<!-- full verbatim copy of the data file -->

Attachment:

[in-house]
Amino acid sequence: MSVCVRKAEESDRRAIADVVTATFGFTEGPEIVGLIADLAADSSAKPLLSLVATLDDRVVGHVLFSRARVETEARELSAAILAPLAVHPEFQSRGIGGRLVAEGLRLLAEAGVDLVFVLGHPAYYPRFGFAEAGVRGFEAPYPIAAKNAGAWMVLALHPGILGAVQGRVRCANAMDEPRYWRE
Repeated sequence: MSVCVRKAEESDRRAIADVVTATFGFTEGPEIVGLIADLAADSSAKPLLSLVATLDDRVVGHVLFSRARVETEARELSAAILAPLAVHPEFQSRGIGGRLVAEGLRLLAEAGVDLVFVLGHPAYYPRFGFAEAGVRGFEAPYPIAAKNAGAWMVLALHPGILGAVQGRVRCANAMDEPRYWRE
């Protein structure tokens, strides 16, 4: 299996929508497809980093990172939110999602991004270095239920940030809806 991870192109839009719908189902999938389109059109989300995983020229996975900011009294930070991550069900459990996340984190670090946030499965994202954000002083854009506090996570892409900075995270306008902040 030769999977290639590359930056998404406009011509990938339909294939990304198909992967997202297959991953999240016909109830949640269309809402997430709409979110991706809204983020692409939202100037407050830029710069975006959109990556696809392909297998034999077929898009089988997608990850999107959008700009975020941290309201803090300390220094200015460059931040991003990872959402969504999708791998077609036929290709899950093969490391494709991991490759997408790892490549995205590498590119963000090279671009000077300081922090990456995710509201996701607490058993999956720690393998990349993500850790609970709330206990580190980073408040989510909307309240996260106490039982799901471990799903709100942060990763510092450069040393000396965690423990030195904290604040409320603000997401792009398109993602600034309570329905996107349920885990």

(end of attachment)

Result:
[in-house]
Amino acid sequence: MSVCVRKAEESDRRAIADVVTATFGFTEGPEIVGLIADLAADSSAKPLLSLVATLDDRVVGHVLFSRARVETEARELSAAILAPLAVHPEFQSRGIGGRLVAEGLRLLAEAGVDLVFVLGHPAYYPRFGFAEAGVRGFEAPYPIAAKNAGAWMVLALHPGILGAVQGRVRCANAMDEPRYWRE
Repeated sequence: MSVCVRKAEESDRRAIADVVTATFGFTEGPEIVGLIADLAADSSAKPLLSLVATLDDRVVGHVLFSRARVETEARELSAAILAPLAVHPEFQSRGIGGRLVAEGLRLLAEAGVDLVFVLGHPAYYPRFGFAEAGVRGFEAPYPIAAKNAGAWMVLALHPGILGAVQGRVRCANAMDEPRYWRE
């Protein structure tokens, strides 16, 4: 299996929508497809980093990172939110999602991004270095239920940030809806 991870192109839009719908189902999938389109059109989300995983020229996975900011009294930070991550069900459990996340984190670090946030499965994202954000002083854009506090996570892409900075995270306008902040 030769999977290639590359930056998404406009011509990938339909294939990304198909992967997202297959991953999240016909109830949640269309809402997430709409979110991706809204983020692409939202100037407050830029710069975006959109990556696809392909297998034999077929898009089988997608990850999107959008700009975020941290309201803090300390220094200015460059931040991003990872959402969504999708791998077609036929290709899950093969490391494709991991490759997408790892490549995205590498590119963000090279671009000077300081922090990456995710509201996701607490058993999956720690393998990349993500850790609970709330206990580190980073408040989510909307309240996260106490039982799901471990799903709100942060990763510092450069040393000396965690423990030195904290604040409320603000997401792009398109993602600034309570329905996107349920885990």